How can organizational personality disorders be resolved? Are such resolutions possible?

Join us Tuesday at 12PM noon U.S. Pacific / 3pm U.S. Eastern time for an interactive discussion, and thanks for being part of “We Are The Network”!

If you do not have a Second Life account and would like a quick start to attend the session, please contact me for more information.

Best regards,

Joel

Reading links below – have fun and see you soon! Read more…

2010-06-29 We Are The Network: Personal Stress Management in a Chaotic World

June 29th, 2010 No comments

Personal Stress Management in a Chaotic World

Please join our global discussion group every Tuesday at 12pm U.S. Pacific / 3pm Eastern time


This Week’s Topic

Personal Stress Management in a Chaotic World

It goes without saying that today’s world events, financial and work situation, and lifestyle can create substantial stress. There are plenty of “you should just tell yourself to feel better” web sites and books, but this sort of advice is often of limited value in the real world. What stress sources are significant to you, and what are effective ways to deal with them? Are there techniques for creating positive results from stress?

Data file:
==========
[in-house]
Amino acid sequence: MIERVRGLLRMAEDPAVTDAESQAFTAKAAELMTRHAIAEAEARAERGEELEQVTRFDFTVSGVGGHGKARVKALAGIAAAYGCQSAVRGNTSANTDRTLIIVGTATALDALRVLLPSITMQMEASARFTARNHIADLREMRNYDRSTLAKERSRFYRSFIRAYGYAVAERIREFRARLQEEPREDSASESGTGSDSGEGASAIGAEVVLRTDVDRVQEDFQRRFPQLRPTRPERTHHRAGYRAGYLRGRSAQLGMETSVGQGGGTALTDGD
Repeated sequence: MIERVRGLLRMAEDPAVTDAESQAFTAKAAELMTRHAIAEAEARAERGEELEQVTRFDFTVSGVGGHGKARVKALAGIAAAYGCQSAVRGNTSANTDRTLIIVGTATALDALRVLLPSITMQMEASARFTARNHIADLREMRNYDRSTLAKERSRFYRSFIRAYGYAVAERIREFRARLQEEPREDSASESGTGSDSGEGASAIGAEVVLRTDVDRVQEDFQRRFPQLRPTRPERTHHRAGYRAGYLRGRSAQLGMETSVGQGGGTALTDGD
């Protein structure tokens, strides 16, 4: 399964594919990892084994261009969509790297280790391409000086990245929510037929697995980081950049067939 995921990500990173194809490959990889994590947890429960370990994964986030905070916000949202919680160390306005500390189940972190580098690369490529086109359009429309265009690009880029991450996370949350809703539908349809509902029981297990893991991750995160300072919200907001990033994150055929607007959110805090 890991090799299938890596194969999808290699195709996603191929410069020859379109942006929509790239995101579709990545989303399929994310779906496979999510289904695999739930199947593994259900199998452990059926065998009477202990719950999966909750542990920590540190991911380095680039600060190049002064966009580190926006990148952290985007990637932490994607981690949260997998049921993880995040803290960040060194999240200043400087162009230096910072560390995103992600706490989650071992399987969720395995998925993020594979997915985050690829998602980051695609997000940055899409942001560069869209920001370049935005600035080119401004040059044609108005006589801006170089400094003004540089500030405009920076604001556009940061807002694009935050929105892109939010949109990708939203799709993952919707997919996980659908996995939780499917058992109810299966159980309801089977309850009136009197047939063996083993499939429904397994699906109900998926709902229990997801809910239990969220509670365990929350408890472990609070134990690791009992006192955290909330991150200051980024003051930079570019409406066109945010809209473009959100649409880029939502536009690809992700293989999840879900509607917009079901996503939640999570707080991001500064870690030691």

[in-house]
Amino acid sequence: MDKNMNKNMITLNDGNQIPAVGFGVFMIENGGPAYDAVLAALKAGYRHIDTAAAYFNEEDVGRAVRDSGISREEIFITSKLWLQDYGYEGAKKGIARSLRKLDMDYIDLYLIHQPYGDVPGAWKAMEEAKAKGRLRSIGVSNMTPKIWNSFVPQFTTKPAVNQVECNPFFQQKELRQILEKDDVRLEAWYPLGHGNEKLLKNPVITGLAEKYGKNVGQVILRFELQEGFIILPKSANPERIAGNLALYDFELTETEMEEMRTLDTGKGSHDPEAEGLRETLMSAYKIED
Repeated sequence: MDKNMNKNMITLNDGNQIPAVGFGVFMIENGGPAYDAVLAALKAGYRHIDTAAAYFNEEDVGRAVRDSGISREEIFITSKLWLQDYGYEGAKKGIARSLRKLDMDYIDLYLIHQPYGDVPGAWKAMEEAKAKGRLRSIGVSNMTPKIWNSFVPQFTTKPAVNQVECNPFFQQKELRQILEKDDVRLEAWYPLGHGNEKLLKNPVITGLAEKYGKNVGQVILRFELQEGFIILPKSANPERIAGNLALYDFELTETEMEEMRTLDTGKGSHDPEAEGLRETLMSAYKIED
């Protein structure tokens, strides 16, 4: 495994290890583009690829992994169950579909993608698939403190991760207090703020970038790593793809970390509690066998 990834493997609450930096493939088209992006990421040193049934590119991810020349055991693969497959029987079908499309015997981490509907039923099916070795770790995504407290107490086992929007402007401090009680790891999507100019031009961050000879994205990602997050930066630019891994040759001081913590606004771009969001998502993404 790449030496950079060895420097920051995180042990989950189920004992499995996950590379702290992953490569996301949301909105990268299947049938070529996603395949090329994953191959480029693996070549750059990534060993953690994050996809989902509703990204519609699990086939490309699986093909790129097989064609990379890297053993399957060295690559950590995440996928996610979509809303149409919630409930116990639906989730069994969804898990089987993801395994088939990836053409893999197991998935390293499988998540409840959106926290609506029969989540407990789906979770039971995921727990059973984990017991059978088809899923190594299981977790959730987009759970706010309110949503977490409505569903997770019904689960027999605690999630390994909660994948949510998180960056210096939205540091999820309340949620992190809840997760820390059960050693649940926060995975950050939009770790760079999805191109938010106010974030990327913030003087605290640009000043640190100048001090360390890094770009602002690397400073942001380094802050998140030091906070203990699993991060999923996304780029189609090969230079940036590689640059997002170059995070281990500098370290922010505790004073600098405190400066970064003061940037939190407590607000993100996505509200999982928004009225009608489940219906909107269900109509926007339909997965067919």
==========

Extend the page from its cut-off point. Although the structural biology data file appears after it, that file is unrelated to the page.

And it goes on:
What are your best practices for recognizing and handling stressful situations, relationships and events?

Join us Tuesday at 12PM noon U.S. Pacific / 3pm U.S. Eastern time for an interactive discussion, and thanks for being part of “We Are The Network”!

Best regards,

Joel

Reading links below – have fun and see you soon! Read more…

2010-06-01 We Are The Network: How to Tell a Powerful Story in Text Chat

May 31st, 2010 No comments

How to Tell a Powerful Story in Text Chat

Please join our global discussion group
every Tuesday at 12pm noon U.S. Pacific / 3pm Eastern time

This Tuesday, June 1 at the Epoch Institute in Second Life

Click here to teleport to the Epoch Institute in Second Life
http://maps.secondlife.com/secondlife/Wells/97/56/27

This Week’s Topic